“You kids don’t know how good you have it!”
This is one of the lamest things we say, but it is still funny, and true. There really is a lot of truth to the “how bad it was when I was your age” advice, relatively speaking. This Life Tip could be its own book.
Perfect example: I could only laugh when my son started the usual complaints about life in the military. We all had them, but his complaints were laughable to me by comparison. I quickly shut my son up on a couple of his complaints by reminding him how lucky he is to be in the military now versus when I was in. Today his mother and I can have a free Skype video conversation with him when he is in Guam or Singapore. When I was in the service, it cost upwards of $20 to have a phone conversation (and those were phone conversations rife with five-second delays, echoes on the line, and unreliable phone cards.)
Today my son can instantly text or email us, or post to social media, from the other side of the world, again free of charge. Way back in the twentieth century, when I wanted to send a message from Europe or South America, I had to hand-write a letter (with an old-fashioned fountain pen and parchment paper). Then I would mail it off, on say, the first of the month, hoping to get a reply by the end of the month. God forbid your correspondence with someone crossed paths in the mail, because then you couldn’t determine whether or not the other person saw your letter before they wrote. Nothing confounds old-fashioned, long-distance communication like a broken sequence of letters.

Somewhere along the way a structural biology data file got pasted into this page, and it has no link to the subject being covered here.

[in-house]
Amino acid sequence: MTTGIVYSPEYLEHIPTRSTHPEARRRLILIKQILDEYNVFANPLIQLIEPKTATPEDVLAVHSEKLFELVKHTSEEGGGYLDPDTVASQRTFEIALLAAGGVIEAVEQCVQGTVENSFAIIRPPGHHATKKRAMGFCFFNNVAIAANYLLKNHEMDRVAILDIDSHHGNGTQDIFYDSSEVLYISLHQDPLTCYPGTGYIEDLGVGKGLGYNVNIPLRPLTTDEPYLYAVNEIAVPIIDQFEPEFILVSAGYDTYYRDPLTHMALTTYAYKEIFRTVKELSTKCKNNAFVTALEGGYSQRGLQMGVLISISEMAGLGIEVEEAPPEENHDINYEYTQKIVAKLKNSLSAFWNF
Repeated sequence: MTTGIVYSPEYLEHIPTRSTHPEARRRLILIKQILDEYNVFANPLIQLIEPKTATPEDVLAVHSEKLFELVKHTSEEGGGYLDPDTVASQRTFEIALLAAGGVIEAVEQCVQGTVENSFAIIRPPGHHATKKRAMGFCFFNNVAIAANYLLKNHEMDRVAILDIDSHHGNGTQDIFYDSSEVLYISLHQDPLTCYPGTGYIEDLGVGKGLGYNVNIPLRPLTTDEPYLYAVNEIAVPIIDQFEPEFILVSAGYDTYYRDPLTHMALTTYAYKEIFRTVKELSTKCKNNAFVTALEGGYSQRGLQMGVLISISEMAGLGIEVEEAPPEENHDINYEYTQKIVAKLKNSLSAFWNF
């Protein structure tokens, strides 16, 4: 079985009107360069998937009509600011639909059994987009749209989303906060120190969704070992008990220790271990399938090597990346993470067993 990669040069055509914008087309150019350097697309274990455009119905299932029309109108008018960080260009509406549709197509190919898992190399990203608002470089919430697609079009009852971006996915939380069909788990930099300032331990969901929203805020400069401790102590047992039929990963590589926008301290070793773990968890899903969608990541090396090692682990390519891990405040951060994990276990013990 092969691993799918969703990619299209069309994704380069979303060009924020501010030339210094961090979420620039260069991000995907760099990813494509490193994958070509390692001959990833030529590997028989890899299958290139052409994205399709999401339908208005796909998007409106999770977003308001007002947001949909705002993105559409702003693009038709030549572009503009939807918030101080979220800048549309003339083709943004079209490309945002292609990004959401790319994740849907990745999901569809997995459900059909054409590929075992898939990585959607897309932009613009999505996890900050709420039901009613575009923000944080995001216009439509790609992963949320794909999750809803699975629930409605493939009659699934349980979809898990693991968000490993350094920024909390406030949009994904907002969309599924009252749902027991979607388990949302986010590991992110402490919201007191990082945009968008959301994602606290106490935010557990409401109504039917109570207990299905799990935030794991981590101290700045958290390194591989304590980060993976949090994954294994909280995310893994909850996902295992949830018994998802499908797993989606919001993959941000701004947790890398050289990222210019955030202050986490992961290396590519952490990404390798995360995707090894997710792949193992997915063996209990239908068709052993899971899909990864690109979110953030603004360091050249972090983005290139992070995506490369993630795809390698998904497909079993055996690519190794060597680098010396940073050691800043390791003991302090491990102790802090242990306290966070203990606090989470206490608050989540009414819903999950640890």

So, I had a choice back in the day: expensive and crappy phone conversations or communicating over weeks and months by mail, take your pick. The greater irony is that those who came before me had it even worse. Their only option for reaching loved ones when serving overseas was mailing letters.
Take a step back and be grateful for today’s technological miracles. Sure, they come with quirks and annoyances. We complain when we can’t smoothly stream our favorite TV shows…while we’re on the subway train, at the dentist’s office, or on the toilet. Really? We complain when our playlist of 1,000 songs won’t play in the order we like, or when we can’t get the Bluetooth connection to work in our car for the five-mile journey ahead of us. In my day, we just hoped that the car stereo wouldn’t eat our cassette tapes, or that our newly purchased 8-track tape wouldn’t change tracks in the middle of our favorite song.
I still feel bad for my parents, though, because they had to walk to school barefoot in the snow, uphill, both ways.
“A cynic smells flowers and looks for a casket.” ~ Unknown